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China’s market watchdog introduces requirements for community group buying; Alibaba, Tencent join meeting
Published: Dec 22, 2020 10:13 PM

File Photo: VCG



State Administration for Market Regulation (SAMR) and the Ministry of Commerce told leading e-commerce platforms it is stepping up supervision against unfair competition and regulating market order to maintain fair market climate.

Six large internet firms including Alibaba, Tencent, JD.com, Meituan, Pinduoduo and Didi Chuxing participated in the Tuesday meeting, according to a statement on SAMR’s website.

The meeting acknowledged the importance of e-commerce but price dumping of community group buying has had a negative impact on jobs. It stressed that domestic internet companies could shoulder greater social responsibility and play a larger role in new economic growth momentum, boosting sci-tech innovation and maintaining public interests.

The SAMR asked internet platforms to obey nine rules, including not to dump goods at prices lower than cost, not to reach any kind of monopolistic deals, not to conduct price discrimination based on big data and not to illegally collect users’ information.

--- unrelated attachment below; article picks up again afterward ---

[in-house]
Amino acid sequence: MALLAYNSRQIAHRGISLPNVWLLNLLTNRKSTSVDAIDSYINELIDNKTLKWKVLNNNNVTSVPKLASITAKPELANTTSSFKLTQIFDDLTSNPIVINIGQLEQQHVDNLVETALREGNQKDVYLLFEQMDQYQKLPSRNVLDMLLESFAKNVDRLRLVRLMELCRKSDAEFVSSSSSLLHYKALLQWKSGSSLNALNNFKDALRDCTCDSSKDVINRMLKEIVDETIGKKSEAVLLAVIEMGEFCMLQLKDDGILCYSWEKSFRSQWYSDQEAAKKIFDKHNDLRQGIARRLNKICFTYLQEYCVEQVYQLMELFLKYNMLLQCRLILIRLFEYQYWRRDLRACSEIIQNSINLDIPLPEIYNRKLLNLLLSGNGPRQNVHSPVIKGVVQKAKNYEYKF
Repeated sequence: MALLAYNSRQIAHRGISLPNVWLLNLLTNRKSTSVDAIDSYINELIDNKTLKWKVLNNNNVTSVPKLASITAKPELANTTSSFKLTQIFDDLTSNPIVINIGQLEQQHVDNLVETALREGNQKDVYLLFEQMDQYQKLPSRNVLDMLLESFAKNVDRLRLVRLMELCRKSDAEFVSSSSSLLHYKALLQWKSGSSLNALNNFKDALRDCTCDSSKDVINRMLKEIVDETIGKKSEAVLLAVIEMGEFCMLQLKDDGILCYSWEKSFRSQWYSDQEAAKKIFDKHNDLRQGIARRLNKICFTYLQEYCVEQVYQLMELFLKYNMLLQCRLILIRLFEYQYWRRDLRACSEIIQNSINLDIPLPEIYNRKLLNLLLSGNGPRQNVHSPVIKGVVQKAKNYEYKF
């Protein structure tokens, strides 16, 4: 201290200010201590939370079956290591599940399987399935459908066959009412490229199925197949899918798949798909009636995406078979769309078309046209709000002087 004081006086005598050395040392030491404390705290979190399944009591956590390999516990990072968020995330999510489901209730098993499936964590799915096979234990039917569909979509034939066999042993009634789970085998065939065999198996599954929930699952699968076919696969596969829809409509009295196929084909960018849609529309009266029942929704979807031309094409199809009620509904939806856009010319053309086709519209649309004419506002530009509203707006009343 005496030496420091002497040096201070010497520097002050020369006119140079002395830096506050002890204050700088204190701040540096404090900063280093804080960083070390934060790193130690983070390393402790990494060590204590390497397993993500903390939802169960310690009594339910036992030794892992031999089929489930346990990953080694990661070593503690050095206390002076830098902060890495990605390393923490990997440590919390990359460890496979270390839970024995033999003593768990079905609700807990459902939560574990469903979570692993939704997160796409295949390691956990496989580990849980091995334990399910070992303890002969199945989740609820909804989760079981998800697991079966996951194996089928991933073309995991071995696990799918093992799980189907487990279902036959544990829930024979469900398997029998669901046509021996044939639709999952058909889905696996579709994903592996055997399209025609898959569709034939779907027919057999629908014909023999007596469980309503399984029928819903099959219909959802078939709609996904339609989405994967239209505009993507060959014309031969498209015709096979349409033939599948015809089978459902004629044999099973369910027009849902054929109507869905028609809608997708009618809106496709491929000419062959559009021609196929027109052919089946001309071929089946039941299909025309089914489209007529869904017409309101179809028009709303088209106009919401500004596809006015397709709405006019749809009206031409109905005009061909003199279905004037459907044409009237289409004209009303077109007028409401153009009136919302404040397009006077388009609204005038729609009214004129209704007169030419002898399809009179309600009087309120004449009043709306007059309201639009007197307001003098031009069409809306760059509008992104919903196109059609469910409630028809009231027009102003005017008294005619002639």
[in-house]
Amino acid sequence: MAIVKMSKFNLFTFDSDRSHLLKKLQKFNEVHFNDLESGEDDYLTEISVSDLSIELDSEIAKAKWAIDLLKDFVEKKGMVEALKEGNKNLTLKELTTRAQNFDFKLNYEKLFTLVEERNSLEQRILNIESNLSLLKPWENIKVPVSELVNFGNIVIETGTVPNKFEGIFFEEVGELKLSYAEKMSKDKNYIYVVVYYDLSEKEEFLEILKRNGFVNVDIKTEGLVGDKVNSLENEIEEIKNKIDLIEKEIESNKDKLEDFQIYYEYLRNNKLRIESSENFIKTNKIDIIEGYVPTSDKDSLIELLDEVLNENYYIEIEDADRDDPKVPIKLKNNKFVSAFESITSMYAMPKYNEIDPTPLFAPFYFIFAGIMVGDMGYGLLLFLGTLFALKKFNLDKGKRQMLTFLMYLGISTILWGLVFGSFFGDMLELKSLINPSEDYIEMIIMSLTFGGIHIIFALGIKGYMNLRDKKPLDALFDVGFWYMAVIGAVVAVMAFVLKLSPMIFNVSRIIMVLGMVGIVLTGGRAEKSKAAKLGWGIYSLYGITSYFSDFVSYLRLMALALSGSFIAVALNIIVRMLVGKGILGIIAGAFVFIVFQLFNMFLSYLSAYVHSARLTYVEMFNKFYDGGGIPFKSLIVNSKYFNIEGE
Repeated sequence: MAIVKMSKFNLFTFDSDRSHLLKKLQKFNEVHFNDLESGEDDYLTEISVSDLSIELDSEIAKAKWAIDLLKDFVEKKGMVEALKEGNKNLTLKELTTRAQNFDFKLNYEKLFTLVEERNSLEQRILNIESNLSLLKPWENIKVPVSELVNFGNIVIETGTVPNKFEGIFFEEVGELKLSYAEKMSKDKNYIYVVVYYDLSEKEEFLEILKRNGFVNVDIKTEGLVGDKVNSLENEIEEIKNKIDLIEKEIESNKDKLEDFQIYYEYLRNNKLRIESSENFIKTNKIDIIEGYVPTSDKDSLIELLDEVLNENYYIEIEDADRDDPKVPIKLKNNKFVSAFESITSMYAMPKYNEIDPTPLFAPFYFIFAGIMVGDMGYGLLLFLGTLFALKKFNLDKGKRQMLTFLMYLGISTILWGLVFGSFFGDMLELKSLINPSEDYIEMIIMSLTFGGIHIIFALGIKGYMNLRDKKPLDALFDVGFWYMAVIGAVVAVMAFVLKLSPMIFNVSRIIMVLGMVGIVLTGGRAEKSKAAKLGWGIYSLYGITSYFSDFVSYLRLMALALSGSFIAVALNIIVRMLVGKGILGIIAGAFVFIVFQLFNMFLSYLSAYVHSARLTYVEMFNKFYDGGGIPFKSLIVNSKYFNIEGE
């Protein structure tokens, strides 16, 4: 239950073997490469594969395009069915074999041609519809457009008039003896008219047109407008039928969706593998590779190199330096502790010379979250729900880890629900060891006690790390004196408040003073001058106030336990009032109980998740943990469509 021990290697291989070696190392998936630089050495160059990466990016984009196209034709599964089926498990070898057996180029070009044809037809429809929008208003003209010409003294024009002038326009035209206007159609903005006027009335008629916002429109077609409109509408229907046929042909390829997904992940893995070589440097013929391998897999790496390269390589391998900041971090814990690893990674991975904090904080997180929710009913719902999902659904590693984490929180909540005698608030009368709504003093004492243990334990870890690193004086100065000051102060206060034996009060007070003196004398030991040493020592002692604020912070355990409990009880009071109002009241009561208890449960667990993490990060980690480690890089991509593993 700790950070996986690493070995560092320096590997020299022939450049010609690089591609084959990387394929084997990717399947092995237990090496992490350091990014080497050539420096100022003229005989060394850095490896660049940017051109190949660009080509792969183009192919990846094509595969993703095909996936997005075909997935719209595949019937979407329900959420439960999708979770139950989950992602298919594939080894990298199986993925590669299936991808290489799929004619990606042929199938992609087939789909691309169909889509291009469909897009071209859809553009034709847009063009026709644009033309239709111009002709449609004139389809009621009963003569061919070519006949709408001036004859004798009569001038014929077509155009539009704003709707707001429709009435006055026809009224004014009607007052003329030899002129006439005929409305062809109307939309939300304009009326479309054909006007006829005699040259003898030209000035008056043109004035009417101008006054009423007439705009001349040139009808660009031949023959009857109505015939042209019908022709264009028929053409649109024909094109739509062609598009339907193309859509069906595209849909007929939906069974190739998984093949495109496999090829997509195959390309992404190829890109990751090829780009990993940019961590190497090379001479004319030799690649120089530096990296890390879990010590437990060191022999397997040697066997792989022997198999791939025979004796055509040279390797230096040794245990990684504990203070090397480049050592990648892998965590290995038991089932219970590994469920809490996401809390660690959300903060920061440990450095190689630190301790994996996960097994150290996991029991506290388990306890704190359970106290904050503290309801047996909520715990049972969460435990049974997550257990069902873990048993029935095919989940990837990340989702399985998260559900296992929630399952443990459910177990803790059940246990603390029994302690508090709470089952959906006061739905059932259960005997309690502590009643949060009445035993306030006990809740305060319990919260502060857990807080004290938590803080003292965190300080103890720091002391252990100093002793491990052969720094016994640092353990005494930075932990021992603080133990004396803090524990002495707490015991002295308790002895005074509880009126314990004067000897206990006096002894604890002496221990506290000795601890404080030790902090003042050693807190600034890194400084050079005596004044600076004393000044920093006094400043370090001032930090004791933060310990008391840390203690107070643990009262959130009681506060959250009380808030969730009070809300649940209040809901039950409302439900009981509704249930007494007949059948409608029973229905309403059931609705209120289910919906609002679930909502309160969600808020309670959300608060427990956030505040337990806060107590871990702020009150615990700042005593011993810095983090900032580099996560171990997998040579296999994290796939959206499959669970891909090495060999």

It prohibits internet platforms from abusing self-pricing power through measures such as low price dumping, price collusion or price gouging. Meanwhile, it bans dumping at prices lower than costs to squeeze competition or fighting for an exclusive market.

It bans internet companies from taking advantage of technologies to impose unreasonable limitations or fees on businesses operating on the platforms.

A new business model allows a group of residents who live in the same apartment compound to get discounts by purchasing items in bulk. Under this model, e-commerce platforms recruit a lead salesperson assigned to a community, who is responsible for posting product links for residents of their community through a WeChat group. Residents can place orders via these links.

However, in order to fight for users and data traffic, community group buying platforms such as Pinduoduo’s Duoduo Maicai (Pinduoduo Vegetable buying) and start-ups backed by internet giants such as Alibaba and Tencent offered extremely low prices to squeeze competitors. This has caused a growing boycott from suppliers and offline supermarkets, and disrupted market order.

China’s key economic meetings repeatedly stress stepping up anti-monopoly regulations and stopping the “disorderly” expansion of capital.

The SAMR on December 14 slapped administrative penalties on Alibaba Investment Ltd, an affiliate of Alibaba, Tencent-owned China Literature Ltd and SF Express’ Hive-box Technology Company of 500,000 yuan each ($76,450) for failure to notify the concentration of undertakings in advance, which violated the country’s anti-monopoly law.

Global Times
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